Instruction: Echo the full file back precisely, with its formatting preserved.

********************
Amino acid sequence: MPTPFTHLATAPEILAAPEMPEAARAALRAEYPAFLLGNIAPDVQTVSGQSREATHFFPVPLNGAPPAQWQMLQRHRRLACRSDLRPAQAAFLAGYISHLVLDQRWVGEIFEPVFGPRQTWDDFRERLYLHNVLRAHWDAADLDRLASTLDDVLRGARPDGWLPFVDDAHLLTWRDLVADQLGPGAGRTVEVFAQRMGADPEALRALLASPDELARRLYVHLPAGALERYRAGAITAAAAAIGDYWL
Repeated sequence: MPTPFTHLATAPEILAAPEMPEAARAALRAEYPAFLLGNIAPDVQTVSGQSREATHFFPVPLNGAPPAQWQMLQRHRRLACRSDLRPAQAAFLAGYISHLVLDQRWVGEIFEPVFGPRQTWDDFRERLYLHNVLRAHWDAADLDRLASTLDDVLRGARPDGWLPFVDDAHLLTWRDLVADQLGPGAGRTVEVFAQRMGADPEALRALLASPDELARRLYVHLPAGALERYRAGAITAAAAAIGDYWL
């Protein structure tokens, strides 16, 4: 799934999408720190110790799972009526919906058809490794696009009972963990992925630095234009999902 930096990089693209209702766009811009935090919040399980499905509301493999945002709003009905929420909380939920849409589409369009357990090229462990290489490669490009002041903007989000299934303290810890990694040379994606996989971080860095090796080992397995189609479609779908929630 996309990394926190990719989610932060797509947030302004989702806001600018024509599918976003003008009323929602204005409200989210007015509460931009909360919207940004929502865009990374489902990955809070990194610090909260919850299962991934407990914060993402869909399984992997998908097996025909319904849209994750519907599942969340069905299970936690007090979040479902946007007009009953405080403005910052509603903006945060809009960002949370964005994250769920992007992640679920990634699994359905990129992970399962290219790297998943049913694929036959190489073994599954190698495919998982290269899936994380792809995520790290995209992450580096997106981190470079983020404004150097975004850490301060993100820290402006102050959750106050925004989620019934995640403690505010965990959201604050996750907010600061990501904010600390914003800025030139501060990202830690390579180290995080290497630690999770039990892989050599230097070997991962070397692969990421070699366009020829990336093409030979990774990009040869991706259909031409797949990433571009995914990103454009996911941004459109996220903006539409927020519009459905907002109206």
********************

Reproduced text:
Amino acid sequence: MPTPFTHLATAPEILAAPEMPEAARAALRAEYPAFLLGNIAPDVQTVSGQSREATHFFPVPLNGAPPAQWQMLQRHRRLACRSDLRPAQAAFLAGYISHLVLDQRWVGEIFEPVFGPRQTWDDFRERLYLHNVLRAHWDAADLDRLASTLDDVLRGARPDGWLPFVDDAHLLTWRDLVADQLGPGAGRTVEVFAQRMGADPEALRALLASPDELARRLYVHLPAGALERYRAGAITAAAAAIGDYWL
Repeated sequence: MPTPFTHLATAPEILAAPEMPEAARAALRAEYPAFLLGNIAPDVQTVSGQSREATHFFPVPLNGAPPAQWQMLQRHRRLACRSDLRPAQAAFLAGYISHLVLDQRWVGEIFEPVFGPRQTWDDFRERLYLHNVLRAHWDAADLDRLASTLDDVLRGARPDGWLPFVDDAHLLTWRDLVADQLGPGAGRTVEVFAQRMGADPEALRALLASPDELARRLYVHLPAGALERYRAGAITAAAAAIGDYWL
């Protein structure tokens, strides 16, 4: 799934999408720190110790799972009526919906058809490794696009009972963990992925630095234009999902 930096990089693209209702766009811009935090919040399980499905509301493999945002709003009905929420909380939920849409589409369009357990090229462990290489490669490009002041903007989000299934303290810890990694040379994606996989971080860095090796080992397995189609479609779908929630 996309990394926190990719989610932060797509947030302004989702806001600018024509599918976003003008009323929602204005409200989210007015509460931009909360919207940004929502865009990374489902990955809070990194610090909260919850299962991934407990914060993402869909399984992997998908097996025909319904849209994750519907599942969340069905299970936690007090979040479902946007007009009953405080403005910052509603903006945060809009960002949370964005994250769920992007992640679920990634699994359905990129992970399962290219790297998943049913694929036959190489073994599954190698495919998982290269899936994380792809995520790290995209992450580096997106981190470079983020404004150097975004850490301060993100820290402006102050959750106050925004989620019934995640403690505010965990959201604050996750907010600061990501904010600390914003800025030139501060990202830690390579180290995080290497630690999770039990892989050599230097070997991962070397692969990421070699366009020829990336093409030979990774990009040869991706259909031409797949990433571009995914990103454009996911941004459109996220903006539409927020519009459905907002109206």